HB: This redundancy would never have occurred to me, but Robert Fleck meant it more in the sense that I do not start out with a concept and in fact never know how the final result will look, but rather constantly begin again. The repetition of this motif does not arise from any strategy; it’s an inner compulsion. The mountain you’re talking about, in particular, has for a long time meant a lot to me. My father, who was an illustrator, set me the task of drawing it when I was still a child.
HUO: Was your father a technical drawer or an art illustrator?
HB: He was an art illustrator. However after the war we lived in Styria, far removed from contemporary developments in art at the time.
HUO: Fragments frequently crop up in your drawings that could come from comics. What role does this genre play for you as an illustrator and what role does it play on the other hand for you as a painter? If one visits your studio one can see that you often begin with illustrations, which then disappear behind layers of paint.
HB: Quite. I paint away these small ideas and notions. In this way scenes where someone strikes onto a flower with a hammer are not particularly expressive, but their amusing character prompts me to begin the painting process. The result is that I go to the canvas with paint and try to paint over these traces. All of the notions that come to me from a blank canvas must disappear again. It must become an independent process. It must come to a separate outcome. It’s a matter of letting go of a particular idea. Only once it disappears does it become interesting for me again.
HUO: What role does chance play in this? Not in terms of a classic construction of the picture, but rather in terms of an informal coincidence.
HB: It exists in detail, but not overall. Very often I work only with the physical conditions of the paint: the way it runs or drips down, how it forms lumps and you smooth them away. I go through this whole repertoire and try to achieve an unintentional state (whatever that might be!).
HUO: Within the context of your exhibition in the Robert Walser Musem we have already spoken about chromophobia and the chromoparadox. In your pictures from the 1990s, colour disappeared on the one hand; on the other, the pictures from this period contain a swarm of colours that are hidden but which come to the surface around the edges. It can be guessed at in other pictures.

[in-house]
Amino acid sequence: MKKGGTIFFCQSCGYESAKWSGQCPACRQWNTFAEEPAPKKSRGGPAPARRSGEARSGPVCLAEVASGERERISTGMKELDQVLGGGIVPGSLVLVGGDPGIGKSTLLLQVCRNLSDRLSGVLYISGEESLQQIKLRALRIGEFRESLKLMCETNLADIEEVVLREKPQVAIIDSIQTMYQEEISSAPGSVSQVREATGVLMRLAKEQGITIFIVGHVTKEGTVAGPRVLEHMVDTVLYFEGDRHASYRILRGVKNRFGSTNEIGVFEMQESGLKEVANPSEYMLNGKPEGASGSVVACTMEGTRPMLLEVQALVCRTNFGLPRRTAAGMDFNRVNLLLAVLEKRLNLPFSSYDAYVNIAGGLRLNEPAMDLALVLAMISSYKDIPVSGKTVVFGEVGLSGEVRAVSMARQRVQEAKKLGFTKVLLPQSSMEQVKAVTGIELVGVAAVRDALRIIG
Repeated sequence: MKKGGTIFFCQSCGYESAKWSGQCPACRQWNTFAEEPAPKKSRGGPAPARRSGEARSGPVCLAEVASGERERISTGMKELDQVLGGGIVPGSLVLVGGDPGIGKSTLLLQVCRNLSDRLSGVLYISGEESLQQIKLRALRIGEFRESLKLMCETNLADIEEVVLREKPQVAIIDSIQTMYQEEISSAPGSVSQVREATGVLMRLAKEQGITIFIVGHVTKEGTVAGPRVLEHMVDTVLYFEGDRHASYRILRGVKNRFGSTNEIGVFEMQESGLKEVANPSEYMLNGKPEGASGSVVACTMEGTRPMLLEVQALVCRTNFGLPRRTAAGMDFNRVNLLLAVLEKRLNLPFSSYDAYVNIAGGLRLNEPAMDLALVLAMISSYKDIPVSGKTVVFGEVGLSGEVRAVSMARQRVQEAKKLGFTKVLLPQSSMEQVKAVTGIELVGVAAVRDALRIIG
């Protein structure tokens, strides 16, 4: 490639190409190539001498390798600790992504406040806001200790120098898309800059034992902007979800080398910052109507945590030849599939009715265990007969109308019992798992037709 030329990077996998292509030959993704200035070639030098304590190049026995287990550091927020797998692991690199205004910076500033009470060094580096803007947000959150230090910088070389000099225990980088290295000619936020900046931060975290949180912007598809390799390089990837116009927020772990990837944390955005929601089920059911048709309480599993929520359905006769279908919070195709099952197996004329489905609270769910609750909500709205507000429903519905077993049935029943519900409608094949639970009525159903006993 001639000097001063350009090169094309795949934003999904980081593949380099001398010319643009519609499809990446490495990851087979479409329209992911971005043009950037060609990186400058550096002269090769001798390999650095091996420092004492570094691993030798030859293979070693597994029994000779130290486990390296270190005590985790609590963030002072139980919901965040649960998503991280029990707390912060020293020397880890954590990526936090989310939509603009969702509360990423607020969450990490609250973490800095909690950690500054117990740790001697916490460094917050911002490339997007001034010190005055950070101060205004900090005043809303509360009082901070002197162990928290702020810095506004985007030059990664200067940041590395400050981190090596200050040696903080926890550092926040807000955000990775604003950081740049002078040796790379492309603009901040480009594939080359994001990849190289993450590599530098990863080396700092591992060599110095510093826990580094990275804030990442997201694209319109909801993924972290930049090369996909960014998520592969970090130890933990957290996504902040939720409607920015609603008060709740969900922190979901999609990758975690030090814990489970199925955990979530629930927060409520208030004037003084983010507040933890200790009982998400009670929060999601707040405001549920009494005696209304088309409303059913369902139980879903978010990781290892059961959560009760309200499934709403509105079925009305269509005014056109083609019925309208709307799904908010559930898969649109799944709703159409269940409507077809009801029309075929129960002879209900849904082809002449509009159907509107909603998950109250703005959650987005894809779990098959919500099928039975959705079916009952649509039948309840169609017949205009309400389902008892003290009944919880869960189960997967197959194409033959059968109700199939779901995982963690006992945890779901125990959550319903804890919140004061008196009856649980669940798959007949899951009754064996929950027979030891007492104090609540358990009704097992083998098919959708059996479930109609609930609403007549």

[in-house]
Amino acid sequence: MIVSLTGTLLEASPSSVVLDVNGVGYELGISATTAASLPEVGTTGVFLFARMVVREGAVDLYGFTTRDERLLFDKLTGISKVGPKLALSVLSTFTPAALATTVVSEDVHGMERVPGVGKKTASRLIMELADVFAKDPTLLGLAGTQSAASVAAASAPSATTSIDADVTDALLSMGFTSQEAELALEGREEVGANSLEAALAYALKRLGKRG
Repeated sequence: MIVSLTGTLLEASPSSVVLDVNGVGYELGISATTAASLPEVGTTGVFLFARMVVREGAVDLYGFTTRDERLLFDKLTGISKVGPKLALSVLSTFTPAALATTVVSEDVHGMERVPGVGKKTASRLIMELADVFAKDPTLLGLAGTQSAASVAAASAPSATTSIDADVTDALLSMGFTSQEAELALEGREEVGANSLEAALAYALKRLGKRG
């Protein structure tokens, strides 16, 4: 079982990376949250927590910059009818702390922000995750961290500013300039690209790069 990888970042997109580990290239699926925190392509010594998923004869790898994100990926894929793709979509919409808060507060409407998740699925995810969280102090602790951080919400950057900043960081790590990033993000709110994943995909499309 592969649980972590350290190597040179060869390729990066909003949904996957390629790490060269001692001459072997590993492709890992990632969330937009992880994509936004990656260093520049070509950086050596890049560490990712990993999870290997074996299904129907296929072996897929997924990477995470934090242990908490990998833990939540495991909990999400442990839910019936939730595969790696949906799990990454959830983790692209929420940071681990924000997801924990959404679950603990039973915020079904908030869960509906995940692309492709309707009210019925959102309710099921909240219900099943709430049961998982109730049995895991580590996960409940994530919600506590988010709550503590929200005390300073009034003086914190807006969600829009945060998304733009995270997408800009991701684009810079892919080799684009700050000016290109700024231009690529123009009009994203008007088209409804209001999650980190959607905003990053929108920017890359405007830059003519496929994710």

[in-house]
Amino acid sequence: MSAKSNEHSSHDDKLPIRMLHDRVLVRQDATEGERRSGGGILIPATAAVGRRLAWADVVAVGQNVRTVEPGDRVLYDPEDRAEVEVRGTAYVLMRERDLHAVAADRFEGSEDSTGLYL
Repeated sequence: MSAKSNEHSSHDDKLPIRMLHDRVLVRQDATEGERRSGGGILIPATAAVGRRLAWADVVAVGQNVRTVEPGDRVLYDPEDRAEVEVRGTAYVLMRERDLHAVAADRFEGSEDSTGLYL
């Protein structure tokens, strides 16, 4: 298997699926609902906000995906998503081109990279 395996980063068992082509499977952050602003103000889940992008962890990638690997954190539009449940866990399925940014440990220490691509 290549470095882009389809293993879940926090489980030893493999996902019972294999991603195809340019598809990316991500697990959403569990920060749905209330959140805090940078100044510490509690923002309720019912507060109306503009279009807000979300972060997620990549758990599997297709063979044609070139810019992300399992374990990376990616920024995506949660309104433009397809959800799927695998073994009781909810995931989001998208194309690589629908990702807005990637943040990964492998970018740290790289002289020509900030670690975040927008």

HB: I develop colour from colour and not from form. In principle in my painting it is a question of splodges or clouds of colour from which a main colour develops, which floods everything else. So the other colours only become visible around the edges. It is in fact not my intention to create a monochrome surface. In these pictures something got out of control – the orange, the black or the white – and superseded the previous painting process.
HUO: A second paradox is noticeable in your painting from the 1990s: the paradox between on the one hand a very physical layering of paint and on the other a kind of dissolving, in which the material of the paint almost disappears. How do you explain these contrasting tendencies?
HB: Breathe in – breathe out, up and down. Left and right. Above and below. Front and behind. Completely equivocal.
HUO: I think that there is a similar oscillation between abstraction and figuration. In purely abstract exhibitions figuration often suddenly plays a role again.
HB: Exactly. It is a movement between fields of tension. It would be tempting to commit oneself and to say: “This is the direction I’m taking now. This is where I’m going.” But the more dominant phenomenon apparently is in fact that you’re standing on one spot, see another and want to go over there instead.
HUO: Which takes us back to walking again.
HB: Yes. It must be planned out like a walk, otherwise in the long run it becomes too strenuous.
HUO: Aren’t there some uncompleted pictures?
HUO: I also remember your bird-shit bronzes.
HB: Yes. I’m not going any further with those though. My latest plan was to grow rock crystals artificially. It turned out to be incredibly difficult. But I’m still working on it and am planning to make something along the lines of an alpine paragenesis. It could develop into my own mineralogy museum.
HUO: We haven’t spoken about museums yet. Which are your favourite museums? How would you imagine the ideal museum as being?
HB: Fundamentally I like going to museums, to mineral collectors’ private museums too. Museums interest me in the smallest but also in the very biggest way. Especially in the 1970s an attempt was made to move away from museums, but I don’t have anything against them.
HUO: Another oscillation?
HB: Oscillation is essential. I think there should be many more different containers.
c Hans Ulrich Obrist 2002
Hans Ulrich Obrist is director of programs at the Serpentine Gallery, London
⇒ Julian Heynen about Herbert Brandl
⇒ Herbert Brandl in the Austrian Pavilion
⇒ Peter Pakesch to Herbert Brandl
⇒ Achille Bonito Oliva about Herbert Brandl
⇒ Hans Ulrich Obrist talks to Herbert Brandl
⇒ Martin Prinzhorn on Herbert Brandl
⇒ Norman Rosenthal about Herbert Brandl
⇒ Conversation with Herbert Brandl (May 2007)
⇒ Talk with Herbert Brandl in November 2007